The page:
To an average person in Taiwan, the threat of a Chinese invasion had always been imminent. Kids half joked about it in school in the same way they joked about Y2K. It was something that was beyond anyone’s control. Meanwhile, a series of exercises is staged every year to simulate Taiwan’s military response against invasion by sea, by land, and by air.

Residents respond to air raid sirens known as Wan An. Stay off the street. Pull over. Find shelter. If you’re indoors, figure out where your nearest bunker is. Map that route. Remember it. 2023 saw the largest exercise in the 39-year history of the military exercise known as Han Guang. Computer simulations, war games, counter-amphibious landing exercises, dispersal exercises, a mock hostage rescue drill in the center of Taipei, and drills around critical infrastructures.

But what would actually happen when the clock struck? No one knows. How? Could they? Would they? Whether or not a timeline actually exists for Beijing, the assessment for a potential attack date was enough to set off alarm bells among analysts, but it wasn’t enough to bring defense to the forefront of public attention - at least, not until February of 2022.

On February 24, 2022, Russia invaded Ukraine.

Chung Chieh (Translated): Before the Russian-Ukrainian War, many people in Taiwan somewhat believed that in modern international conditions, the likelihood of a country conducting large-scale invasions or attacks on another region or country was low. However, since then, I believe the Taiwanese people have been considerably shocked and affected.

Narrator: That’s professor CHIEH Chung. He’s an associate researcher of national security at National Policy Foundation in Taiwan. He links Russia’s war on its neighbor to the rise of awareness and concern from the Taiwanese public of how precarious its position actually is.

Chung Chieh (Translated): Over the years, there has been a significant rise in the intensity and frequency of CCP military activities around Taiwan. This has made the Taiwanese populace genuinely concerned about the real possibility of CCP military aggression.

Narrator: In August that same year, a day after then-U.S. House Speaker Nancy Pelosi left Taiwan, China launched a four-day military live-fire drill into waters encircling the island. This was the largest missile drill since 1996. But this wasn’t just a practice run for China. Taiwan was learning too. One of the missiles flew over Taiwan and landed in Japan’s exclusive economic zone. Taiwanese had no idea this had happened until they saw it on Japanese news.

Professor Lin from Tamkang University.

Ying-yu Lin (Translated): There’s a lot of room for improvement for the military when it comes to public relations. When the missile was over our head, the Ministry of Defense did not tell us immediately. People learned about it from Japan’s NHK news. “What?! A missile flew over my head! And I had no idea!” The fact that people had to learn from international news that we were under attack. That’s a very negative feeling.

Narrator: Lin believes this public communication has improved since then.

In addition, China’s missile tests combined with Russia’s invasion of Ukraine did succeed in pushing some things forward. By the end of 2022, Taiwan’s President Tsai Ing-wen announced a plan that would “realign the nation’s military force structure”. The heart of this was to reinstate military service from four months back to one year. Here’s Professor Chieh.

Chung Chieh (Translated): In the past, the extension of mandatory military service to one year had been a taboo topic in the legislature. But since the Russian-Ukrainian War, this passed swiftly. Up till now, it’s widely supported by over half of the Taiwanese public. This was unthinkable before the war in Ukraine.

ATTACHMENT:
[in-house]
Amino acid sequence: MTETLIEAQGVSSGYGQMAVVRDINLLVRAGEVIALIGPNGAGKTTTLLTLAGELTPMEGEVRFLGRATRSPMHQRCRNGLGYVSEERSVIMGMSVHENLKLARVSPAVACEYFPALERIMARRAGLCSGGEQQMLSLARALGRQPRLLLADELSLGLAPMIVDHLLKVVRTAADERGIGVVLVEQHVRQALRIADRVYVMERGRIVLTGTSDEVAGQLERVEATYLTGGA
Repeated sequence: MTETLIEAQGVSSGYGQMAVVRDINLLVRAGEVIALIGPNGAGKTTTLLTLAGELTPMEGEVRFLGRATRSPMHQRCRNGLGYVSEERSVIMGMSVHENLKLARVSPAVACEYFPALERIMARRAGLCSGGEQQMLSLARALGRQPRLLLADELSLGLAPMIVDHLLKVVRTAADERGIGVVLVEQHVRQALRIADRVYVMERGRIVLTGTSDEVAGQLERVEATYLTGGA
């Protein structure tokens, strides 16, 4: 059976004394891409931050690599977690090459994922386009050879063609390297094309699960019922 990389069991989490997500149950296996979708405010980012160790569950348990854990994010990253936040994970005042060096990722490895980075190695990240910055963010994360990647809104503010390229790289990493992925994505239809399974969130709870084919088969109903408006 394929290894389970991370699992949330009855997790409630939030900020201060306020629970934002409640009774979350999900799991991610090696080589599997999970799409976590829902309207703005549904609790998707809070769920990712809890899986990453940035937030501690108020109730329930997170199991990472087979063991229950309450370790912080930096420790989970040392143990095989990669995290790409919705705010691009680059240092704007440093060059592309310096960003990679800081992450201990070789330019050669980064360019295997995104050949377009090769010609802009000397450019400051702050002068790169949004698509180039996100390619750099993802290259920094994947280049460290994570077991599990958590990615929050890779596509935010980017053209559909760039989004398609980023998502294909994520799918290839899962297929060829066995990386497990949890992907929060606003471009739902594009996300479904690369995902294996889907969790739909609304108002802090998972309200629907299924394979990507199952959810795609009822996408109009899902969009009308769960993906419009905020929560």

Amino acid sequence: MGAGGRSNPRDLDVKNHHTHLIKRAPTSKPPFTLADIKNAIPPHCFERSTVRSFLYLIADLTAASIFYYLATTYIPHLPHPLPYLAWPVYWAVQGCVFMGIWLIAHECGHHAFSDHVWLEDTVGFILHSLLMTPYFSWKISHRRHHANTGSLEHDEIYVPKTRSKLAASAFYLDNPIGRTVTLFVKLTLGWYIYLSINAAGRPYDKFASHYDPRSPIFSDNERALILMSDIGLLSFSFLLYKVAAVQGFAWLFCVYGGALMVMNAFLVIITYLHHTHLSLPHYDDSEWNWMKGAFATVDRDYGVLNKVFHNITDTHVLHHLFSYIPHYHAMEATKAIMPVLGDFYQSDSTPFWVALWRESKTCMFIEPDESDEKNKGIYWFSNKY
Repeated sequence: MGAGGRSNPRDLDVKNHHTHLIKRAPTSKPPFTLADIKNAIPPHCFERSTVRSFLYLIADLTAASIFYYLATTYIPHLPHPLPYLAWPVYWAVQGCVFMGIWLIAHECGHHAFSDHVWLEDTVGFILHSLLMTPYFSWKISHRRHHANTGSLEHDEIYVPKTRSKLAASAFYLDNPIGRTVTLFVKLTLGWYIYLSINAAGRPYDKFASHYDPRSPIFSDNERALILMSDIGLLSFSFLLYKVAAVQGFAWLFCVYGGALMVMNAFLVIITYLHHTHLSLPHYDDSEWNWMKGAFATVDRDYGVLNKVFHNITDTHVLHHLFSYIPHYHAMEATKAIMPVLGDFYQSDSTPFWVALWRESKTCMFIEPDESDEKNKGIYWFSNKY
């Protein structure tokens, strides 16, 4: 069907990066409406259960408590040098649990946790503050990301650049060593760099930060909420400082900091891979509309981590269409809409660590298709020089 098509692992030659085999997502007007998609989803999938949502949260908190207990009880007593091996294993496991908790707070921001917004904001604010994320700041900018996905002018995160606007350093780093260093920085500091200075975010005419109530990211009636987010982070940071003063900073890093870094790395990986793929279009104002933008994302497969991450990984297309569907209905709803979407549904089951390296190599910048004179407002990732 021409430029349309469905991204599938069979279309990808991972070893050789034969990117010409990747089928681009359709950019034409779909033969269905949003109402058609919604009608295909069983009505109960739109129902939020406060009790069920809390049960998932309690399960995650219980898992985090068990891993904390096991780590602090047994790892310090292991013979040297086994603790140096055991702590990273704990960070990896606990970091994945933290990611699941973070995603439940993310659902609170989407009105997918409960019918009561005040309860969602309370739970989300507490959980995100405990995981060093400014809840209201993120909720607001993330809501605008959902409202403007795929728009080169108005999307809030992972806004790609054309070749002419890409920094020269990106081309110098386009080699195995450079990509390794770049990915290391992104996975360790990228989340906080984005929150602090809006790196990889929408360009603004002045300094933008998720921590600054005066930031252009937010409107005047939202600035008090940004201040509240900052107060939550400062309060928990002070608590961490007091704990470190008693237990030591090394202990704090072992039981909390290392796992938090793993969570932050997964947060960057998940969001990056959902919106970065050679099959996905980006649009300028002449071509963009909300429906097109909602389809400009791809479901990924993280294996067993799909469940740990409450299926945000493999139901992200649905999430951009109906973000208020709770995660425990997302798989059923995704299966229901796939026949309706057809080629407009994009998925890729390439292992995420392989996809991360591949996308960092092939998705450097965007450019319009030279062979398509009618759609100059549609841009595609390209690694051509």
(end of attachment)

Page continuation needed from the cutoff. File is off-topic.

Narrator: The extension of conscription began on January 1st, 2024. Also new in 2024, Taiwan will see record high national defense budget: U.S.$19.4 billion, the equivalent of 2.5 percent GDP.

Chung Chieh (Translated): There has been an increase in public support for increased defense-related spending and a more favorable attitude towards enhancing military and political exchanges with the United States. Additionally, the successful Ukrainian resistance through asymmetric warfare methods has left a strong impression.

Narrator: In 2023 Taiwan unveiled its very first domestically-made submarine. And weapon sales from the U.S. continued. U.S. President Joe Biden signed off on an $80 million dollar grant under the “foreign military finance” or FMF plan – the same scheme used to provide weapons to Kyiv.

Is all this enough for Taiwan? And just what is it about the military that keeps people on their toes here? One would think that for a country under threat, national defense is a bipartisan issue. It is, to a certain extent. Everyone here agrees that this home is worth protecting. But talking about defense is, ironically, tricky. Politics get in the way.

Here’s Professor Lin.

Ying-yu Lin (Translated): Why is it that defense issues often cannot be discussed in depth in Taiwan? Aside from the lack of interest among the public, another issue is that national defense expertise is easily overshadowed by political rhetoric, political positions, or political contradictions. People might first off say, they dislike this person’s party affiliation or leaning, and then the conversation stops there without diving deeper into national defense. Biases against political parties stand in the way of professional expertise on national defense.

Narrator: In the past several years, members of Taiwan’s civil society have entered the conversation on national defense. One non-profit organization, Forward Alliance, equips residents with skills like emergency response, search & rescue, field medical care, navigation. Another organization, Kuma Academy, teaches military and information warfare, open source intelligence, and even horticulture. Its mascot is a distinctive Formosan black bear holding a rifle. One of the founders of the organization is set to enter parliament after this upcoming election.

And then there’s the group, Taiwan ADIZ, a fan club on Facebook. ADIZ as in air defense identification zone. The volunteer group has tasked itself with monitoring radio exchanges that take place across the Taiwan Strait.